A&E waiting times longer - CQC
Waiting times are getting longer at NHS accident and emergency departments in England, according to a survey of patients by the health regulator.
The Care Quality Commission (CQC) survey showed 33% of people spent more than four hours in A&E - up from 27% in 2008.
Government targets say no more than 5% of patients should breach the four-hour limit.
The CQC spoke to 46,000 patients between January and March 2012.
A third of those surveyed also said they waited more than half an hour before they were seen by a doctor or a nurse, up from 29% in 2008 and 24% in 2004.
David Behan, the chief executive of the CQC, said: "The important issue is that people who need to be treated urgently, do not have to wait, it is disappointing therefore that people have said they have to wait longer to be treated than four years ago.
"People should be seen, diagnosed, treated and admitted or discharged as quickly as possible and this is an issue that trusts need to urgently tackle."
The regulator also said there needed to be improvements in getting people to hospital as 24% of people taken by ambulance had to wait more than 15 minutes to be transferred to A&E.
The Department of Health said a four-hour wait was too "narrow" as it "forced A&E staff to make a broken toe as much of a priority as a patient with potentially life threatening chest pains".
A spokesperson added: "Meeting targets and ticking boxes does not ensure good patient care, and we are putting doctors and nurses in charge of making clinical decisions to ensure that the most sick patients in A&E are the highest priority.
"The latest official figures show that the vast majority of people are waiting just 40 minutes to be seen for the first time and the NHS continues to see 95% or more of patients in four hours or less in A&E."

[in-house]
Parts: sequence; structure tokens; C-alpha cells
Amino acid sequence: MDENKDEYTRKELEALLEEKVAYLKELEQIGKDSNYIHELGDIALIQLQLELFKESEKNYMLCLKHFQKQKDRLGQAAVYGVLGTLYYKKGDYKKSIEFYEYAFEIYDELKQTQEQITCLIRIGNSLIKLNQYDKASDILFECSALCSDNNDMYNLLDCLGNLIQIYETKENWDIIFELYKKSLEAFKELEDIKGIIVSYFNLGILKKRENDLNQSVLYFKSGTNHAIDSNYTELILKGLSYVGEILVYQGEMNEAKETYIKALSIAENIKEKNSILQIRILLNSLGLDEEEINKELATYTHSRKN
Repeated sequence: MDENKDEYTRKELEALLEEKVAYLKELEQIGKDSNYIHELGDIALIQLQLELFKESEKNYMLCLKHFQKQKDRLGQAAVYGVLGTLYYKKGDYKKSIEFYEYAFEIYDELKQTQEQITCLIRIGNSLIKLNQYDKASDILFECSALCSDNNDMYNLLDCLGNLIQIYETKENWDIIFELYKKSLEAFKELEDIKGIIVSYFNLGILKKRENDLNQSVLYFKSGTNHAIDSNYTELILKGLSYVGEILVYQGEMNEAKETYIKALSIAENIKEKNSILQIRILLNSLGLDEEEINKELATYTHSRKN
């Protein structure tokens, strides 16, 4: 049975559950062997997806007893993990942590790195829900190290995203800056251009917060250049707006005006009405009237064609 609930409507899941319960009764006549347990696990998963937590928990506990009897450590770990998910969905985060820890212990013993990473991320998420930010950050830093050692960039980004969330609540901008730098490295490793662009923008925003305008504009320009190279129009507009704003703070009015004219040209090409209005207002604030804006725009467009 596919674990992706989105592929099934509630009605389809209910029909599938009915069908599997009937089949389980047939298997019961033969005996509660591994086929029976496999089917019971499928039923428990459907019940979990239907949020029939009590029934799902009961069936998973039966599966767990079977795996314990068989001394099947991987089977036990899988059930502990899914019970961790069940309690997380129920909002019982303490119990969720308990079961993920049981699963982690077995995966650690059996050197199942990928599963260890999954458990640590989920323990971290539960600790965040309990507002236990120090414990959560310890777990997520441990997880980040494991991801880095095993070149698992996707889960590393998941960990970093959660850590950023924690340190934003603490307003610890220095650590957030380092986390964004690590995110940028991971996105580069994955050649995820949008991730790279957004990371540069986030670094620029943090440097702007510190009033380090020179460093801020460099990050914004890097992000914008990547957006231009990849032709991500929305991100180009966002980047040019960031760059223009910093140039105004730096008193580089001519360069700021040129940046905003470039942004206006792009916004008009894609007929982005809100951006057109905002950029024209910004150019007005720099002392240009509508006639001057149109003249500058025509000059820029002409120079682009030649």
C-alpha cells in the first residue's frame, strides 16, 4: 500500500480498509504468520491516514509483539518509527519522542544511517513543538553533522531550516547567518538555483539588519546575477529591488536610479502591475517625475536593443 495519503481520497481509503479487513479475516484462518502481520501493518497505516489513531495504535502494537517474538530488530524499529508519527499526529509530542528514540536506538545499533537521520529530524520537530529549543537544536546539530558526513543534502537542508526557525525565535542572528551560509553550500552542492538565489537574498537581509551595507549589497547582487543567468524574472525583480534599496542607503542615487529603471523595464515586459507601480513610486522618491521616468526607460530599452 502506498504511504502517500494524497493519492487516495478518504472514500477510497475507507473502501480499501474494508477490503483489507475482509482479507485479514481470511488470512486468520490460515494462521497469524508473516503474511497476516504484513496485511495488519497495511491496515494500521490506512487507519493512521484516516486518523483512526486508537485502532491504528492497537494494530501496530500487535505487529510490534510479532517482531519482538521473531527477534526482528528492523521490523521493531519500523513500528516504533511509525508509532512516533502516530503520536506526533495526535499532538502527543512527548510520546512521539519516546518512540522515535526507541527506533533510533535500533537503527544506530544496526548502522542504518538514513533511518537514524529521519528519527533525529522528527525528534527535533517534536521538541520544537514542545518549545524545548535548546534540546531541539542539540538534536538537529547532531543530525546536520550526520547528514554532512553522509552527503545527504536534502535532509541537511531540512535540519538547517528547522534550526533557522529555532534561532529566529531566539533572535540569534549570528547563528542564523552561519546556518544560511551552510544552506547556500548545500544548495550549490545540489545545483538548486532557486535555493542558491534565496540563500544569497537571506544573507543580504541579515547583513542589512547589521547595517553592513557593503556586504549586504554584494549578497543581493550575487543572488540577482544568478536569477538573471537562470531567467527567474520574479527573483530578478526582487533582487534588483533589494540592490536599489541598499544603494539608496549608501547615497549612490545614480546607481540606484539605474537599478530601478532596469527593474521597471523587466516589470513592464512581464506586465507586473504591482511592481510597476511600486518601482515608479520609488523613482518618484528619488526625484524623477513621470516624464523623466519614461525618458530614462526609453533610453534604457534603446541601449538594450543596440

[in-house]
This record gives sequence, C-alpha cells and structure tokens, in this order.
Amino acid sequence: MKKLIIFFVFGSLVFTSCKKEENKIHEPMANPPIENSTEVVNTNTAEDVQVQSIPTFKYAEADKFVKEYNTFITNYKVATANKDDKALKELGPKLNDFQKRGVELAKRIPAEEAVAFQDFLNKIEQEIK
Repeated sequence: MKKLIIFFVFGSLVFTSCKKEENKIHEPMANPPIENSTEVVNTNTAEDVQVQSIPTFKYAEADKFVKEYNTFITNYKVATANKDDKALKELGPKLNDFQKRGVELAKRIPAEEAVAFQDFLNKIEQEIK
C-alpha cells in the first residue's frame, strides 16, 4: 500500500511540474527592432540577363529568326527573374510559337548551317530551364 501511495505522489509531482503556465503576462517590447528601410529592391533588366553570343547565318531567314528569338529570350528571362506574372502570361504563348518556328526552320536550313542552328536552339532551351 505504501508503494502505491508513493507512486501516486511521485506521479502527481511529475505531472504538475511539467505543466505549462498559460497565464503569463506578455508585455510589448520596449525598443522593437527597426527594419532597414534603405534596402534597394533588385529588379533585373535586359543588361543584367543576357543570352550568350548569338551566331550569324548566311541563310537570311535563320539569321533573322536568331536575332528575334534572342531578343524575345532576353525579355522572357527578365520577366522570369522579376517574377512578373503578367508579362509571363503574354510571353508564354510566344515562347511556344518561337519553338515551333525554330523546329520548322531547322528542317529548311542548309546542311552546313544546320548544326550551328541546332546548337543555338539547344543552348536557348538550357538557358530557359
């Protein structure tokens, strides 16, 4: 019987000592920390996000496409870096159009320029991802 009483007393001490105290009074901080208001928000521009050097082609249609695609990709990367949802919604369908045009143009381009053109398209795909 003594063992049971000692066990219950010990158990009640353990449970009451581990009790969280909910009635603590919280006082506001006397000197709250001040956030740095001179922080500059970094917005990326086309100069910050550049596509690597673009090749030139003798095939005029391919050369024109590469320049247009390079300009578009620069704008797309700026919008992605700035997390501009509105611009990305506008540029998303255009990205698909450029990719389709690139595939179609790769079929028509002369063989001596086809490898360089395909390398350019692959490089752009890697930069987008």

However, the shadow health secretary Andy Burnham said: "It is becoming clearer by the day - the NHS is struggling and the government is doing nothing about it.
"Contrary to his boasts, David Cameron has cut the NHS and we are now seeing the consequence: ambulances queuing outside A&E; patients left on trolleys for hours on end; and, as we learned this week, hospitals 'full to bursting'."
The chief executive of the NHS Confederation, Mike Farrar, said it was important to acknowledge improvements in areas such as cleanliness.
However he said: "There are a number of issues with these results that are a cause for concern, and highlight the growing pressures that our urgent and emergency services are facing.
"These results reinforce just how essential it is for all parts of the system to work together to deliver seamless care for patients. For example, delays in handing over patients at emergency departments cause extended waits for treatment, are expensive and inefficient for the NHS, and mean people lack confidence in getting the right care in the right place when they need it."
The Patients Association said delays in A&E and in ambulances were worrying.
Its chief executive Katherine Murphy said: "With rising admissions and shrinking budgets urgent action is needed by the government to prevent A&E departments becoming bottlenecks."